Dementia support and prevention
Currently in Australia, over 322,000 people suffer from dementia, with one in ten of Australians over the age of 65 affected by the condition.
However, the Australian population is rapidly aging: the number of Australians aged 65 is expected to increase from 2.5 million in 2002 to 6.2 million in 2042, with only 2.5 people of working age supporting each person aged over 65 as opposed to 5 people in 2002.
With this increase in the aging population, based on projections from the Australian Institute of Health and Welfare, the number of people with dementia will reach almost 400,000 by 2020, and around 900,000 by 2050.
According to Jon Kontopos, CEO of Dementia Caring, as the population in Australia ages, there will be an increasing pressure on the healthcare system to cater for those needing aged care, especially those who will be affected by conditions like dementia which require a high level of care.
Mr Kontopos credits September’s Dementia Awareness Month as an important way to educate both family and carers on the challenges faced in caring for those experiencing dementia. He says the month is focused around reducing the risk of developing the condition, and to provide help on options for families on what services are available other than nursing homes.
Services such as home care services, care therapies including reminiscence therapy, and non pharmaceutical therapies.
“Dementia care is more than just having a personal carer - it also includes reminiscence therapy which takes people back to their past,” he says. It involves the carer ‘playing along’ with the patient’s lived memory, such as a validation of a mother’s moment of concern for the need to pick up the kids from soccer practice: carers can soothe her anxieties with a statement like, “we will arrange someone to pick up the kids for you.”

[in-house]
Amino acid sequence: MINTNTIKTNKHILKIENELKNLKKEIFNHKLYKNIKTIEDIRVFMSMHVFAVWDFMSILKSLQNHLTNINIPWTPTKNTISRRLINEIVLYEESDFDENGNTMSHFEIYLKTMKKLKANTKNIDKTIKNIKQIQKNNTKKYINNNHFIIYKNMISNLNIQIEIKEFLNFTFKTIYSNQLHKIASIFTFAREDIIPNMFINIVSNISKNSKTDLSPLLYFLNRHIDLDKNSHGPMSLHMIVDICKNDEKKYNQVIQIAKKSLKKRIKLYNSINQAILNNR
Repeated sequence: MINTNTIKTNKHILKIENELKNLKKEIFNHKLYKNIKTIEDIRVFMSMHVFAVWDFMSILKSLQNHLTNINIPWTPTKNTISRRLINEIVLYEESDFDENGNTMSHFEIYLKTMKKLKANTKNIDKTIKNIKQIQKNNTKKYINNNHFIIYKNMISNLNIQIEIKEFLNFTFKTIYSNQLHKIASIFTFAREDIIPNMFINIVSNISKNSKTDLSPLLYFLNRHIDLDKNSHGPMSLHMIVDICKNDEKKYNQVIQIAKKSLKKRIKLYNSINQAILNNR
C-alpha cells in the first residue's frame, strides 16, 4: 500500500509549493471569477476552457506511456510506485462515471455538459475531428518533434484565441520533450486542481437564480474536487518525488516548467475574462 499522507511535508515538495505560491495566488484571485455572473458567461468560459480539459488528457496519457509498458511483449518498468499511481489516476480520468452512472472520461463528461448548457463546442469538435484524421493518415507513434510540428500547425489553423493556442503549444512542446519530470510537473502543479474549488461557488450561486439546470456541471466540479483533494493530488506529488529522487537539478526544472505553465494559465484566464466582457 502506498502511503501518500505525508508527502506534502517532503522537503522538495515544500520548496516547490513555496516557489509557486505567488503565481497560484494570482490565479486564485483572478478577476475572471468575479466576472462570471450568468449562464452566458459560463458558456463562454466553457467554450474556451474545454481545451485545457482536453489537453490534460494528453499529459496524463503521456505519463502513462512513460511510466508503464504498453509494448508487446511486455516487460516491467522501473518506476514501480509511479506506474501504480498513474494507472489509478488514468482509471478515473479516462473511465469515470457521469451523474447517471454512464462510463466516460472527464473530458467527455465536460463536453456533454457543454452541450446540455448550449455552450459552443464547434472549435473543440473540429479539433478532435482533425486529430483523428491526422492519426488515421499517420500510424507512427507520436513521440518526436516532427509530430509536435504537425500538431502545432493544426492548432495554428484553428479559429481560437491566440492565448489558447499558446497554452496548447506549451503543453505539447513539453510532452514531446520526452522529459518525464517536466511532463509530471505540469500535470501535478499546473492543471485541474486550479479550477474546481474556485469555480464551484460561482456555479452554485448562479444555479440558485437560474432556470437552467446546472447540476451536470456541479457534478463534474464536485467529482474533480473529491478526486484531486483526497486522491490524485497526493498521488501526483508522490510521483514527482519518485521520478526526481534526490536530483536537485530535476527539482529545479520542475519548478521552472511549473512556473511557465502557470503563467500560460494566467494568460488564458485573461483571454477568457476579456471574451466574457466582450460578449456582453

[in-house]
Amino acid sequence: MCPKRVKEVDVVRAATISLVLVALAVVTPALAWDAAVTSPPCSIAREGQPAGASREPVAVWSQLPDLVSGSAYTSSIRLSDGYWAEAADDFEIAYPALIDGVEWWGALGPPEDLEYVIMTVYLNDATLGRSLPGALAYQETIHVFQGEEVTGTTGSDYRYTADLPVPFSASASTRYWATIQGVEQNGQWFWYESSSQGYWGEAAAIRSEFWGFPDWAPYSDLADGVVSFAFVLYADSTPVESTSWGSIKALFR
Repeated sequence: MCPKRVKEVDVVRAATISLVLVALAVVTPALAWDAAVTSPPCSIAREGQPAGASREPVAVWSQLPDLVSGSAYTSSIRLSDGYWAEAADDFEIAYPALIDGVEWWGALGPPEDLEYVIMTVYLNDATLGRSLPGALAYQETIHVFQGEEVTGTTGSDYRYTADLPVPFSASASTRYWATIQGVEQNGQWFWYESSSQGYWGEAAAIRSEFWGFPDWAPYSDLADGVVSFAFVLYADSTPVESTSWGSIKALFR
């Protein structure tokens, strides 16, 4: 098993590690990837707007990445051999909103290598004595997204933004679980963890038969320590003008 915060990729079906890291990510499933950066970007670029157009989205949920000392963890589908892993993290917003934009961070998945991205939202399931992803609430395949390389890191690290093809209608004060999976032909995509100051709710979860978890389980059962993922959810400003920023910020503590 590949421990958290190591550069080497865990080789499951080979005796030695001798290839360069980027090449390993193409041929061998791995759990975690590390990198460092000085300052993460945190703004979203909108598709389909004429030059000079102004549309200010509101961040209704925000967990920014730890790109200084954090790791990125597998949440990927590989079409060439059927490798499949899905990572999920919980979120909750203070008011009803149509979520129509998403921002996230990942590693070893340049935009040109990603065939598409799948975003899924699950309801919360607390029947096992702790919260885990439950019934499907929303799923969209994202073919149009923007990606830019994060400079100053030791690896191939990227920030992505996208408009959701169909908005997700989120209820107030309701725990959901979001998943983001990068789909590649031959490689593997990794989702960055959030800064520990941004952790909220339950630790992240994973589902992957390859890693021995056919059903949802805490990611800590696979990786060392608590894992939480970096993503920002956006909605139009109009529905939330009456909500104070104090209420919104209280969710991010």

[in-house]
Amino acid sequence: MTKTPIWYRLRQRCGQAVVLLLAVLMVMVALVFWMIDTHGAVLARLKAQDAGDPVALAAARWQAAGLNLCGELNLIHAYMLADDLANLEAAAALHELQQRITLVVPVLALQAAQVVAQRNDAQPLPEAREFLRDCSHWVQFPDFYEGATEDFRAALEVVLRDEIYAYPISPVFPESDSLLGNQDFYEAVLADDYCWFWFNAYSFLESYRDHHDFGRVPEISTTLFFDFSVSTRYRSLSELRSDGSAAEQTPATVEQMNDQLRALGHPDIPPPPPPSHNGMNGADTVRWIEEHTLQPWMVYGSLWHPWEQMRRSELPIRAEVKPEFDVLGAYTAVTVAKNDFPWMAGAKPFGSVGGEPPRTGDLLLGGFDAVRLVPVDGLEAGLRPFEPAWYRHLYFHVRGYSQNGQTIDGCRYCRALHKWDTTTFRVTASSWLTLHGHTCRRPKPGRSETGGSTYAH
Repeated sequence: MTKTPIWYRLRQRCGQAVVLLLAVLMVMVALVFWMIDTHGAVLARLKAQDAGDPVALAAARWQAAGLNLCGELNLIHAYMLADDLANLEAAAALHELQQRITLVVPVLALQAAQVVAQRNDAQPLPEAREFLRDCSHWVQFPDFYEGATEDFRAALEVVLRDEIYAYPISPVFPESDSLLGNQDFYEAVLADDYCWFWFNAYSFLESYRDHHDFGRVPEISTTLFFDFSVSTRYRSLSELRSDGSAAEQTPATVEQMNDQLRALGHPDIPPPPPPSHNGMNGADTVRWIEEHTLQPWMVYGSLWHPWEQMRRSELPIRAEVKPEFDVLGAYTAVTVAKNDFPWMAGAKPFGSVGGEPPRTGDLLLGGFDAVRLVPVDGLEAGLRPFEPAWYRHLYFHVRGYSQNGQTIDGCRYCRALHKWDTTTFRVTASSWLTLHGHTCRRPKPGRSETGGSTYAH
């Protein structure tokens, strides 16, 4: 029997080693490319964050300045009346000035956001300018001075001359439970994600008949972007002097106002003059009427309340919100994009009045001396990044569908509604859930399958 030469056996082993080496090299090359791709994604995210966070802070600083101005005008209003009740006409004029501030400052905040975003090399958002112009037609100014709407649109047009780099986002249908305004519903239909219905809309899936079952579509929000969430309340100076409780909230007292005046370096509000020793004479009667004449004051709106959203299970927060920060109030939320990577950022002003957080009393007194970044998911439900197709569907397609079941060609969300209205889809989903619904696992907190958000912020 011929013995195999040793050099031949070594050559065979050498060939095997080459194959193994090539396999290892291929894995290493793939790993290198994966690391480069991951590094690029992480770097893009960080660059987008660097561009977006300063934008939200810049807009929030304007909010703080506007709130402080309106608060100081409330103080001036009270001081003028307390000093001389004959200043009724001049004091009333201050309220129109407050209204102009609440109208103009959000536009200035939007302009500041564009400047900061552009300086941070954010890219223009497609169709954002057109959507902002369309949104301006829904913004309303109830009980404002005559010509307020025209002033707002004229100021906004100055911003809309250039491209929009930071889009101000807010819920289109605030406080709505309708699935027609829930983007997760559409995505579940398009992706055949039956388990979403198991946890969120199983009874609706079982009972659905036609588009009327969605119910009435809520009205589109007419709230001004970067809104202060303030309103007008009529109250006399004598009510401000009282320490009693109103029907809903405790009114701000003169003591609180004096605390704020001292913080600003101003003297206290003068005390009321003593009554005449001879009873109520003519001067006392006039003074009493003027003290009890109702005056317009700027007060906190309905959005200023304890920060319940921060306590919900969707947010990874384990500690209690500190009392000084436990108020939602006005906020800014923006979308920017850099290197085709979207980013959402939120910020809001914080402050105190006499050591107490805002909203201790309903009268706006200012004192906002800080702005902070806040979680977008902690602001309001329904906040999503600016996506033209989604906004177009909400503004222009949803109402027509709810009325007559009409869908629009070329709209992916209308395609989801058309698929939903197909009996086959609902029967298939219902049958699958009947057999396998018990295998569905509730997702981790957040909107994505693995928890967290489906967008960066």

Psychology is also a big part of dementia care, with stimulation mind exercises a handy tool. Dementia patients are encouraged to keep an active mind through the use of puzzles, reading, painting and other forms of self-expression. Mr Kontopos gives the example of a former engineer on railways being given mechanical tools to use for an hour a day.
“Every little bit helps. This kind of treatment doesn’t need to involve medication. The key to good dementia care is much the same as maintaining a healthy life - looking after your mind, your heart and your diet.”
Social interaction is also important. That’s why the government is providing more support for people to stay at home longer with their families (of course, this is also because we do not have enough aged care facilities), in a familiar setting, and with their beloved pets also.
The Key Worker Assistance Program is a group of advocates who go into aged care facilities or visit people receiving care at home, and provide assistance for them to receive connection to support (like doing their Centrelink claims for them) and community (connecting them with community programs) - the idea is that professional carers need to keep their eye out for patients who might need this, and professional carers need to be trained how to do this, as well as the basics on how to physically care for an aged person.
Alzheimer’s Australia has some good resources for helping carers of dementia patients obtain access to support programs, as well as guides on practical support that can be provided by a friend or family member.
Mr Kontopos highlights the following tips for those encountering a loved one with early-onset dementia.
Communication is key - speak fluently, in simple sentences, using accurate emotions.
Planning routine tasks - develop a routine for having a shower, doing the laundry, feeding pets.
Being at home is “safe” to disoriented elderly patients
Occupational therapist can perform in-home consultations on dementia-friendly home modifications; subsidies are available.
Importantly, new dementia patients need to receive an ACAT or ACAS (Victoria) assessment from their health provider to determine what kind of assistance they may need for their condition. This includes housing, financial support and carer support.
Of course Mr Kontopos would like to see a better understanding of the preventative factors.
“Recognising the signs is important. If you do think someone has dementia, an assessment is important because it can be confused with depression. We can improve people’s quality of life by giving them the right diagnosis by pharmaceutical and non-pharmaceutical therapies.”
Prevention comes down to three factors: Mind, heart, diet.
Keep the mind active
Keep the heart healthy
Maintain a healthy diet
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